3. Observe the incoming socket connection request (SRING: 1) from the serial port of the Siretta modem connected to another PC running Tera Term which is connected to the modems serial port.
4. Accept the incoming data connection in command mode on the specified ID by issuing the following AT command:

AT#SA=2,1

5. Receive OK when a connection is successful.

6. Socket connection 2 is now established.

 

Socket Connection N
1. Use Tera Term on a local PC ‘Server PC’ which is connected to the internet and configure as shown below:
a. Use the fixed public IP address of the SIM card being used in the modem that you wish to talk to
b. Use port number 400(N-1) to dial out to the listening Siretta modem to connect to listening socket N

#

2. Click OK
3. Observe the incoming socket connection request (SRING: N) from the serial port of the Siretta modem connected to another PC running Tera Term which is connected to the modems serial port.
4. Accept the incoming data connection in command mode on the specified ID by issuing the following AT command:

AT#SA=N,1

5. Receive OK when a connection is successful.

6. Socket connection N is now established.

Sending data to the connected Socket
1. Issue the following AT command from the Siretta modem’s serial port to send data to the remotely connected ‘Server PC’.
AT#SSEND = <ConnId>,<Bytetosend>
Where:
• ConnId = Socket connection ID (for this guide 1 to 10 are used).
• Bytetosend = size of the data to be sent in bytes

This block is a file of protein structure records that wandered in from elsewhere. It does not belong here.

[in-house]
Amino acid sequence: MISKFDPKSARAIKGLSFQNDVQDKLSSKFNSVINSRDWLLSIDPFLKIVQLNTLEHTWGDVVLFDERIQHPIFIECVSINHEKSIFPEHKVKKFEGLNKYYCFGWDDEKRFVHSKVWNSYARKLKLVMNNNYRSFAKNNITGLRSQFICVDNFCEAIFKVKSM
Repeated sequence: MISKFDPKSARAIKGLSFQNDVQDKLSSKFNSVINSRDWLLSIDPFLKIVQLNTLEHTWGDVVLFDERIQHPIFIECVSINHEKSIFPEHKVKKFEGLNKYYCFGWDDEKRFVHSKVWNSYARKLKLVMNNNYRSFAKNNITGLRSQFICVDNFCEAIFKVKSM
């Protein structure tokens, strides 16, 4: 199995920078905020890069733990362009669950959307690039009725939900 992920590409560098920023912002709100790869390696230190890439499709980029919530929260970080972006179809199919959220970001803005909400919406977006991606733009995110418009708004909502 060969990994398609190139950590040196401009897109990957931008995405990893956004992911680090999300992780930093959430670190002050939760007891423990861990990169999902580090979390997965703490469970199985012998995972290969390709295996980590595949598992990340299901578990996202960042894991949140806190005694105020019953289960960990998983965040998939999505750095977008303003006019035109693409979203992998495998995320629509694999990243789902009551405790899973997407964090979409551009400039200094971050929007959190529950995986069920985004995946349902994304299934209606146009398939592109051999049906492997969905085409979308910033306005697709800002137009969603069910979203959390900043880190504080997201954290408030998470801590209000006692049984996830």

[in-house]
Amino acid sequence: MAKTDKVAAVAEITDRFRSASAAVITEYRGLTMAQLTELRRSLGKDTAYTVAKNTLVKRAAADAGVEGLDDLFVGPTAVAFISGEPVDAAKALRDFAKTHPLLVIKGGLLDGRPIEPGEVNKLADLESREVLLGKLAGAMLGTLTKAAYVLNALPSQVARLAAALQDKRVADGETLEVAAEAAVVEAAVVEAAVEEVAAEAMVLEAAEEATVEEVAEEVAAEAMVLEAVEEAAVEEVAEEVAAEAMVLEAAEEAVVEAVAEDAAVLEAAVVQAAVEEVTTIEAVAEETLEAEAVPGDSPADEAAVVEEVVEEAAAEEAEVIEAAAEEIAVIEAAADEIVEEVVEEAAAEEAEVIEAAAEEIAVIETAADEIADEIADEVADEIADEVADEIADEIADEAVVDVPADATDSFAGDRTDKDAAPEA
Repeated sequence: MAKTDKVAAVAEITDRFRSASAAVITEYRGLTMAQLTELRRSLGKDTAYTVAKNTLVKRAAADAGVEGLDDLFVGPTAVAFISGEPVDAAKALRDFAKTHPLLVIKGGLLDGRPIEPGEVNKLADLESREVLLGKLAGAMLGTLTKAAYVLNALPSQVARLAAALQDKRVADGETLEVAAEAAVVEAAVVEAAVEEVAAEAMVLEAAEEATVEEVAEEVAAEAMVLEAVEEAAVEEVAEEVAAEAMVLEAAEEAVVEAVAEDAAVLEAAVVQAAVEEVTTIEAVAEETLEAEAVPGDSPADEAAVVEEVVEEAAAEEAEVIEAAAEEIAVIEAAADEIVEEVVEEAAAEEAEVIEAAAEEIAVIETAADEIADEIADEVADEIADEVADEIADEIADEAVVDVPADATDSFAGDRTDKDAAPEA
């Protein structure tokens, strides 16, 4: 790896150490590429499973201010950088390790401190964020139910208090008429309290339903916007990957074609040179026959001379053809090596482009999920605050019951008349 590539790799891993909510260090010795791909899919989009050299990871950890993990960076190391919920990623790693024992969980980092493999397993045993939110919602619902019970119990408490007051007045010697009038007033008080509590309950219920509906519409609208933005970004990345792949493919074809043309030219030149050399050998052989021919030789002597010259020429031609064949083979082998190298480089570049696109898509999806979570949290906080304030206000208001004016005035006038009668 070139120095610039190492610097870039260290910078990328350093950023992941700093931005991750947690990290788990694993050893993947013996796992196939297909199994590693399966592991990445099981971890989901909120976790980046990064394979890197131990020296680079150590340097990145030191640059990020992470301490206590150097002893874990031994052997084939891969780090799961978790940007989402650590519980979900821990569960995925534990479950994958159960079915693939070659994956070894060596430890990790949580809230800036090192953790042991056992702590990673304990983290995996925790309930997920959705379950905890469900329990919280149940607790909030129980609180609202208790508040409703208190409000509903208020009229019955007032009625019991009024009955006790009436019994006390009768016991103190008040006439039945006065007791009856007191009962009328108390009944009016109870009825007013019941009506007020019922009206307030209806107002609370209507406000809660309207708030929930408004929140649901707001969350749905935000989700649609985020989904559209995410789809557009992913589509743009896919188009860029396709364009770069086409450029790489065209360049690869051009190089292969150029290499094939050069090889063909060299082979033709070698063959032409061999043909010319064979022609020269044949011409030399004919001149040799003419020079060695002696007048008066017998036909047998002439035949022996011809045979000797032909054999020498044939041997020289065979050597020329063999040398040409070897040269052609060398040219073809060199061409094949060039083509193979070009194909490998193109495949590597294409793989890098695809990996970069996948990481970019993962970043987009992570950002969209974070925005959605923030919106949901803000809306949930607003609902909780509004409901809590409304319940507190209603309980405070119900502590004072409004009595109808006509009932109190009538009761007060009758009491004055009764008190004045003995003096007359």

2. Once the command above is issued, the terminal will show “> “ where you can then enter / type data to be sent to the remotely connected ‘Server PC’.

3. To send click “Ctrl-Z”

4. You will receive OK on the local modem.

5. Data will appear on remotely connected ‘Server PC’.

6. You have successfully sent data to the remote equipment (See below).

NOTE:
A similar process is used to send data to the other socket connections, you only need to change ConnId as shown below.

For connection 2

For connection 3

Checking data from a connected socket

1. Issue the following AT command:

AT#SI=N
Where:
• N = Connection ID (1 to 10 used for this guide) to check data on an individual socket

2. You will receive results in the following format
#SI: <N>,<Data sent in bytes>,<Data received in bytes>,<Total amount of data arrived in bytes>, <ack_waiting >,<Cause>
Where:
• Cause = socket disconnection reason – available options are shown below:

0 = Socket not available
1 = Disconnection from remote application
2 = Connection close due to RST
3 = Socket inactivity timeout
4 = Network deactivation

3. For all data socket information issue the following AT command:
AT#SI

Where:
• N = ConnId 1 to 10
• Data Sent in bytes = 0
• Data received in bytes = 0
• Total amount of data arrived in bytes = 0
• Ack_waiting = 0
• Cause = 0

Example below shows socket ID 10 has 39 bytes of data arrive

Reading data from a connected socket

1. Issue the following AT command from the modem’s serial port to the read data from a connected socket
AT#SRECV = <ConnId>, <maxByte>[,<UDPInfo>] Where:
• <ConnId> = Connection ID (1 to 10)
• <maxByte> = Maximum amount of data in bytes to read from socket

• UDPInfo = 0 or 1 (0 – UDP information is disabled, 1 – UDP information is enabled)

NOTE:
When UDPInfo is set to 1, the command will return the response as shown below:

#SRECV:<remoteIP>,<remotePort>,<connId>,<recData>,<dataLeft>
Where:
• <remoteIP> = The IP address of the sending host
• <remotePort> = The port used by the sending host
• <connId> = Connection ID (1 to 10)
• <recData> = Received data
• <dataLeft> = Remaining bytes in the datagram
NOTE:
If you issue AT#SRECV where there is no data present in the buffer, the command will return an ERROR.

2. To read 39 bytes of data from socket 10 issue the following AT command:

AT#SRECV =10,39

Example below shows 39 bytes of data have been read from socket ID 10

3. You have successfully read data from the remote socket.

For more information about Siretta Modem visit Industrial Modems – Siretta – Enabling Industrial IoT or contact your Siretta representative.